The last example is a needle of injection. We all hate injection because it is really painful. As a child, we might cry out in front of the doctor who has an injector in his hand. We have to take a vaccination or have our blood sample taken when we are sick. If injection is not painful, people will get injection more casually and it leads to the rise in immunization rate. Then medical engineers tried to make a painless injection needle. They focused on mosquitos. We do not feel any pain when a mosquito bites us. Of course, a terrible itch follows it, but nobody even notices when a mosquito is biting. It is mysterious that their proboscis does not hurt our skin even though they thrust their pin-like mouth. Actually, mosquitos have a specific system to pierce animals’ skin with weak force and suck blood without being noticed. Their mouth seems one needle but actually consists of seven mouthparts. They are the labium, two mandibles, two maxillae, the hypopharynx, and the labrum.They touch the labium, which forms the sheath enclosing the rest of the parts, to the skin to find a place with easily accessible vessels. The mandibles and the maxillae are used for piercing the skin. The mandibles are pointed, while the maxillae end in flat, toothed blades. To force these into the skin, the mosquito moves its head backwards and forwards. On one movement, the maxillae are moved forward. On the opposite movement, the mandibles are pushed deeper by levering against the maxillae. The maxillae do not slip back because the toothed blades grip the skin. (Saliva with anticoagulant is pumped down the hypopharynx to prevent clotting, and blood is drawn up the labrum.) A newly designed injector has the similar structure as the mandibles and the maxillae. A merely thin needle can be broken in the vessel, so it is insufficient for mosquitos, which have to protect the tool to obtain nutrition, and humans, who must avoid a pricking accident.
These examples are just the tips of iceberg. There are many more technologies copying nature. It is interesting that many structures supported by biomimicry are calculated to be the best organized design when using physics. The earth is lacking natural resources. Biomimicry can be the remedy for this problem because it is so efficient that the productions made with it can minimize wasted expense and resources. We have to begin looking at the system made by organisms more carefully. One of the most revolutionary things in biomimicry is that it reconnects us to nature. In the field of literature and architecture, the main stream has changed over and over again. The times of premodernism, human beings lived and harmonized with nature. The times of modernism, we came to like inorganic structure and hold on to structuralism. As a result, we started to ignore or destroy nature. However, in 20th century, philosophers came up with décontruction. This means that human’s thought always destroy the old way of thinking and create the new one. This became popular in other fields and people began to have a look at nature, which they thought embodied déconstruction. This was postmodernism. I think that this new kind of ideology may have influenced the area of the latest technology and biomimicry represents it. It is natural that productions with biomimicry are likely to get along well with nature because they mimic nature. From the above reason, I believe that biomimicry is the solution to the environmental problems the earth is suffering from and also makes our life efficient and comfortable.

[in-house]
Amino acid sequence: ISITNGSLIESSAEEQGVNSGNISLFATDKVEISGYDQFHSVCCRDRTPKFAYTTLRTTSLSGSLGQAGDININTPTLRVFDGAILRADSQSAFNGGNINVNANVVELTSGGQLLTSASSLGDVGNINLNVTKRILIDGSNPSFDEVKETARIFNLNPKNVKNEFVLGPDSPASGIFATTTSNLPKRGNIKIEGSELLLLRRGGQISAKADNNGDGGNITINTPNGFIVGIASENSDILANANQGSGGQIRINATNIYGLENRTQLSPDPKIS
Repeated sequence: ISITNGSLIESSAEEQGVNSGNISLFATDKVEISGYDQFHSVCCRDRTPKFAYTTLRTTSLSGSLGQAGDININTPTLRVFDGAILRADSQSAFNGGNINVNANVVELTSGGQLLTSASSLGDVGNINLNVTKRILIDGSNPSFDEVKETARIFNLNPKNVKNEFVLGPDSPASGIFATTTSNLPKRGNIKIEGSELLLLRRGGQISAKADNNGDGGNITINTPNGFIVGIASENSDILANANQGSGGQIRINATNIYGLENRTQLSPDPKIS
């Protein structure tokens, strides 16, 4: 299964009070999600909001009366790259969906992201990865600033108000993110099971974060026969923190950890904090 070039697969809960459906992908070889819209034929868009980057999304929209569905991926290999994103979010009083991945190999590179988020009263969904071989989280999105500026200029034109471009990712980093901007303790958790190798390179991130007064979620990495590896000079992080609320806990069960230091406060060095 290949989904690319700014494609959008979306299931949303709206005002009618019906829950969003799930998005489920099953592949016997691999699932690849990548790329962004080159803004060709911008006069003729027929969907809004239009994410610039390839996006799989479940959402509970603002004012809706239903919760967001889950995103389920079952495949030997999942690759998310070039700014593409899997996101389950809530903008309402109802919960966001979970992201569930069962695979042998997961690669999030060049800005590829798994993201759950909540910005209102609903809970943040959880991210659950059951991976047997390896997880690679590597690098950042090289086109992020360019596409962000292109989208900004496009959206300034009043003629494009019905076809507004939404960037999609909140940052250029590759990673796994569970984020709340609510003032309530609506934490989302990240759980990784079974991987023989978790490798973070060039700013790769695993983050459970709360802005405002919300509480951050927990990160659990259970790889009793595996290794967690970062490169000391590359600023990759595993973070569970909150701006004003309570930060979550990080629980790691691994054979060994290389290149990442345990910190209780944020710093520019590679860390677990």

Matsumoto, Masayuki. “蚊が血を吸うメカニズムの解明から世界で一番痛くない針の開発に挑戦” Front Runner, vol. 15, 2013. WAO Science, http://s-park.wao.ne.jp/archives/854 蚊